U.S. investors will wade through a torrent of profit reports next week, keeping a focus on companies' outlooks, while consumer confidence and home sales data will be watched for signs that high energy costs and rising interest rates are taking a toll.

Of the nearly 200 Standard & Poor's companies that have reported earnings so far, about 72 percent have topped Wall Street consensus estimates, compared with about 58 percent in the same period a year earlier, according to data from Reuters Estimates.

Even so, investors this quarter — wary of rising interest rates, high energy costs and a weary consumer — are focusing on company outlooks. And any sign of weakness can mean punishing losses for a stock.

"I think the good news is that the current quarter is OK, and the challenge is going to be what comes next," said Joseph Battipaglia, chief investment officer of Ryan, Beck & Co. "Companies are talking about rising costs, margin pressures and a more guarded outlook for the consumer, so they are guiding to reduced expectations, and expectations have run pretty high."

For example, Thursday, the shares of Web auctioneer eBay Inc. (EBAY) fell nearly 7 percent the day after it reported an outlook that failed to dazzle investors.

Big-name companies scheduled to report next week include the world's largest software company Microsoft Corp. (MSFT), financial services provider American Express Co. (AXP), drug maker Merck & Co. (MRK) and semiconductor company Texas Instruments Inc. (TXN).

Stock investors also will monitor the progress of powerful Hurricane Wilma, which was expected to avoid the Gulf of Mexico by heading north after hitting Mexico's Caribbean coast, according to the National Hurricane Center. Wilma looked like it would spare major oil-producing regions battered by Hurricanes Katrina and Rita, but is expected to crash into southern Florida.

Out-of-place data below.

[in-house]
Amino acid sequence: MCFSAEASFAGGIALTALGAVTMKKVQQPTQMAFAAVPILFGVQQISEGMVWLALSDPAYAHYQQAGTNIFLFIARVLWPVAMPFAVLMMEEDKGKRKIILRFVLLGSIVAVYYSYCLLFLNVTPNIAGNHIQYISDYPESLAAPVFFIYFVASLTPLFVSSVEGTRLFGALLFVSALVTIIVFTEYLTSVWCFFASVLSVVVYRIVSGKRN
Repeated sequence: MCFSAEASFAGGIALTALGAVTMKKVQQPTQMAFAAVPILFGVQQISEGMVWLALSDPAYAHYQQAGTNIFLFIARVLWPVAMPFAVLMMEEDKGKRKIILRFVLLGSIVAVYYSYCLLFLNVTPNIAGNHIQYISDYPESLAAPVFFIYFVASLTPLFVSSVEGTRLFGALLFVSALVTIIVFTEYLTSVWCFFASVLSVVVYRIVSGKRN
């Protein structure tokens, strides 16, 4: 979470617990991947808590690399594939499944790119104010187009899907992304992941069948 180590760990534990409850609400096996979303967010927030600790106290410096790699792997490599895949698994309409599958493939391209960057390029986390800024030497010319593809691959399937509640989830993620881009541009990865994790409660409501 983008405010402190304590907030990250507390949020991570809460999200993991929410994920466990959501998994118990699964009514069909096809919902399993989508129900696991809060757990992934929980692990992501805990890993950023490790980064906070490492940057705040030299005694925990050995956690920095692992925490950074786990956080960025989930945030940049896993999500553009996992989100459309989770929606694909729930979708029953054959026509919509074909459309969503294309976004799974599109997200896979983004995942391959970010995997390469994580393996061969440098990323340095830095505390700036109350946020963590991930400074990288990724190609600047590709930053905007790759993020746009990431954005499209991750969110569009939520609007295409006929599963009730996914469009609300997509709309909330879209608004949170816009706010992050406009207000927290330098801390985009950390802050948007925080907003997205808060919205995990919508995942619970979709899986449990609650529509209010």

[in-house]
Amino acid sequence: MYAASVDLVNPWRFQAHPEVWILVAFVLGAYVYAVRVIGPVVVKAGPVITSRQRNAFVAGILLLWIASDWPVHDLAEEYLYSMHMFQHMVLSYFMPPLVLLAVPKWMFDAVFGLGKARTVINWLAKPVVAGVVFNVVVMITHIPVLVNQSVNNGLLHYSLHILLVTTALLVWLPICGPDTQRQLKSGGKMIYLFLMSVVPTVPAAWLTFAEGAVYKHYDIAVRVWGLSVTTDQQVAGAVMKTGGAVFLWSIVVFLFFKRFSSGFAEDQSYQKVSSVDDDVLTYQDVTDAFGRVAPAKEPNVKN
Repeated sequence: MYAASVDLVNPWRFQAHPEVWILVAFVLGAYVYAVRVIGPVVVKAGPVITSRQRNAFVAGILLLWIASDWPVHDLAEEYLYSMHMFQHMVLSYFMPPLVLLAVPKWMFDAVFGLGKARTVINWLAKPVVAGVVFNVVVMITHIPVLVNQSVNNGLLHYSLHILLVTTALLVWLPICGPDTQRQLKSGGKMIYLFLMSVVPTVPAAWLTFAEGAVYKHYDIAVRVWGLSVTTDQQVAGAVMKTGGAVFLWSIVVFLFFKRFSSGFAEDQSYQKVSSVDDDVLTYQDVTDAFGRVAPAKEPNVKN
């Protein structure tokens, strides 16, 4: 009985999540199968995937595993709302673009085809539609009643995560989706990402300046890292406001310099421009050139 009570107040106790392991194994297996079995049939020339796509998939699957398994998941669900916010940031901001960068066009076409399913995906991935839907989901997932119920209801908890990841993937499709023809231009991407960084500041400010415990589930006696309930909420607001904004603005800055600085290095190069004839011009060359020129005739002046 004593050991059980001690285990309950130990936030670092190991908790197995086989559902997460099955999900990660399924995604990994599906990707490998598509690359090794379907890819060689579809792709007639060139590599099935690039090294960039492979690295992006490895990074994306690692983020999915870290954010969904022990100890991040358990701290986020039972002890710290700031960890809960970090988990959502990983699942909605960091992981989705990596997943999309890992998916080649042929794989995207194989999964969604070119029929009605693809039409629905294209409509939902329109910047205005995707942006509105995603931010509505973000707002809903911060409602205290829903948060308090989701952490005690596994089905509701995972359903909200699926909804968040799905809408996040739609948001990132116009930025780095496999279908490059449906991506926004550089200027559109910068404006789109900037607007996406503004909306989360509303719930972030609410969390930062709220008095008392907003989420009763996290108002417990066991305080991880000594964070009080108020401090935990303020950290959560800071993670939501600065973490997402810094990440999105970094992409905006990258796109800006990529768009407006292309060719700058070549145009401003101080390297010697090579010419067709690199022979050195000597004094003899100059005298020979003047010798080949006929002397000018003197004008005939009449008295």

"Wilma's hanging over the market here a little bit, too, and it will, obviously, for the next (few) days." said Warren Simpson, managing director at Stephens Capital Management.

At Friday's closing bell, stock indexes finished mixed for the week. The technology-laced Nasdaq Composite Index (search) gained 0.8 percent for the week, while the blue-chip Dow Jones industrial average (search) fell 0.7 percent, and the broad Standard & Poor's 500 Index slipped 0.6 percent.

Concern is mounting that rapid gains in U.S. house prices, fueled by low mortgage costs, have created bubbles in certain regions across the country. So investors will closely watch September data on existing home sales and new home sales due this week.

"We've got new home sales and existing home sales coming, so the housing market comes to the forefront next week," said Andre Bakhos, president of Princeton Financial Group, in Princeton, New Jersey. "That will be interesting, given that mortgage rates are at 15-month highs."

Data on September U.S. existing home sales from the trade group, the National Association of Realtors, is due Tuesday, while Commerce Department statistics on September new home sales are set for release Thursday.

So far this month, the Dow Jones index of home builders has fallen more than 10 percent, as fears about a housing bubble mount.

Although crude oil prices have fallen, home heating costs and gasoline bills are still steep. So the University of Michigan's final read on consumer sentiment in October will be watched for signs that energy costs are hurting sentiment about the economy. The University of Michigan's (search) consumer sentiment survey, a subscription-only report, is expected Friday.

Wall Street will get a snapshot of the American consumer's mood Tuesday, when the October consumer confidence index will be released by the Conference Board, a private economic research group based in New York.

"The consumer confidence report will be closely watched to see if higher energy prices are hurting household budgets," said Martin Yokosawa, senior portfolio manager at Oberweis Asset Management in Lisle, Illinois.

"Crude is down, but it's still much higher than it was last year, the same with natural gas," Yokosawa said. "When investors see their October statements, they're not going to be too thrilled and that's not good for November."

Other key economic data includes a report on September durable goods orders, due Thursday, and a first read on third-quarter gross domestic product, due Friday. Economists expect that total U.S. durable goods orders fell 1 percent in September, while they believe that third-quarter GDP grew at a 3.5 percent annual rate, according to a Reuters poll.